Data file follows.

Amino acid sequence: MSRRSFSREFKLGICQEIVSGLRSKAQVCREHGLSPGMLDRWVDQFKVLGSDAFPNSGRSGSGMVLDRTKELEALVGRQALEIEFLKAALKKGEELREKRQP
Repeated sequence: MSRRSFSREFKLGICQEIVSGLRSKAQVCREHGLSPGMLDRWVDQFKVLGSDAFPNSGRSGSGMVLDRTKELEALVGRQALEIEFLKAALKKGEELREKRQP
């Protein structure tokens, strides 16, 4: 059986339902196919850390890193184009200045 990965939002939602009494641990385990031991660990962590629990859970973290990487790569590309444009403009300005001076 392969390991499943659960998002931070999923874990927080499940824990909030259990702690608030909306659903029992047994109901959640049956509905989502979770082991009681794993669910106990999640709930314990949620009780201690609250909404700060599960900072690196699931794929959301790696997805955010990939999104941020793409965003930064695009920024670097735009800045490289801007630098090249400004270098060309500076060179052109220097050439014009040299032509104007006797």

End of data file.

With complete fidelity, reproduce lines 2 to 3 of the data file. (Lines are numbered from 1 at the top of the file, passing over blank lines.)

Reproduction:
Repeated sequence: MSRRSFSREFKLGICQEIVSGLRSKAQVCREHGLSPGMLDRWVDQFKVLGSDAFPNSGRSGSGMVLDRTKELEALVGRQALEIEFLKAALKKGEELREKRQP
């Protein structure tokens, strides 16, 4: 059986339902196919850390890193184009200045 990965939002939602009494641990385990031991660990962590629990859970973290990487790569590309444009403009300005001076 392969390991499943659960998002931070999923874990927080499940824990909030259990702690608030909306659903029992047994109901959640049956509905989502979770082991009681794993669910106990999640709930314990949620009780201690609250909404700060599960900072690196699931794929959301790696997805955010990939999104941020793409965003930064695009920024670097735009800045490289801007630098090249400004270098060309500076060179052109220097050439014009040299032509104007006797």